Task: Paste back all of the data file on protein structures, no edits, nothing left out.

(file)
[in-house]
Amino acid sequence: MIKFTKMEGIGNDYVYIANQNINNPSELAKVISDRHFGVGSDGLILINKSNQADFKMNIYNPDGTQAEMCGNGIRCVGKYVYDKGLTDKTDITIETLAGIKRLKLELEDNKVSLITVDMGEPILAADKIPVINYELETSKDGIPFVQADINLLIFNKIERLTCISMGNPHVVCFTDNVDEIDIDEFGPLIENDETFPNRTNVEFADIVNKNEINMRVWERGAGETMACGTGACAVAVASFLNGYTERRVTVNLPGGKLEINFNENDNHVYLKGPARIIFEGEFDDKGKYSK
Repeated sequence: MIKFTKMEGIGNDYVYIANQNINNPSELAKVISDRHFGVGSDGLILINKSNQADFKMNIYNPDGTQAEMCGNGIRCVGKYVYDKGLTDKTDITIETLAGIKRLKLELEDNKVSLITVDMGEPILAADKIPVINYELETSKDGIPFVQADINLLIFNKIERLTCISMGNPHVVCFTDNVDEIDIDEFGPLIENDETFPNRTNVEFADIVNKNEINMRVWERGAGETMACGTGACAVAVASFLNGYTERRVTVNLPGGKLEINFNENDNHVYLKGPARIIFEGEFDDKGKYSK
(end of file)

[in-house]
Amino acid sequence: MIKFTKMEGIGNDYVYIANQNINNPSELAKVISDRHFGVGSDGLILINKSNQADFKMNIYNPDGTQAEMCGNGIRCVGKYVYDKGLTDKTDITIETLAGIKRLKLELEDNKVSLITVDMGEPILAADKIPVINYELETSKDGIPFVQADINLLIFNKIERLTCISMGNPHVVCFTDNVDEIDIDEFGPLIENDETFPNRTNVEFADIVNKNEINMRVWERGAGETMACGTGACAVAVASFLNGYTERRVTVNLPGGKLEINFNENDNHVYLKGPARIIFEGEFDDKGKYSK
Repeated sequence: MIKFTKMEGIGNDYVYIANQNINNPSELAKVISDRHFGVGSDGLILINKSNQADFKMNIYNPDGTQAEMCGNGIRCVGKYVYDKGLTDKTDITIETLAGIKRLKLELEDNKVSLITVDMGEPILAADKIPVINYELETSKDGIPFVQADINLLIFNKIERLTCISMGNPHVVCFTDNVDEIDIDEFGPLIENDETFPNRTNVEFADIVNKNEINMRVWERGAGETMACGTGACAVAVASFLNGYTERRVTVNLPGGKLEINFNENDNHVYLKGPARIIFEGEFDDKGKYSK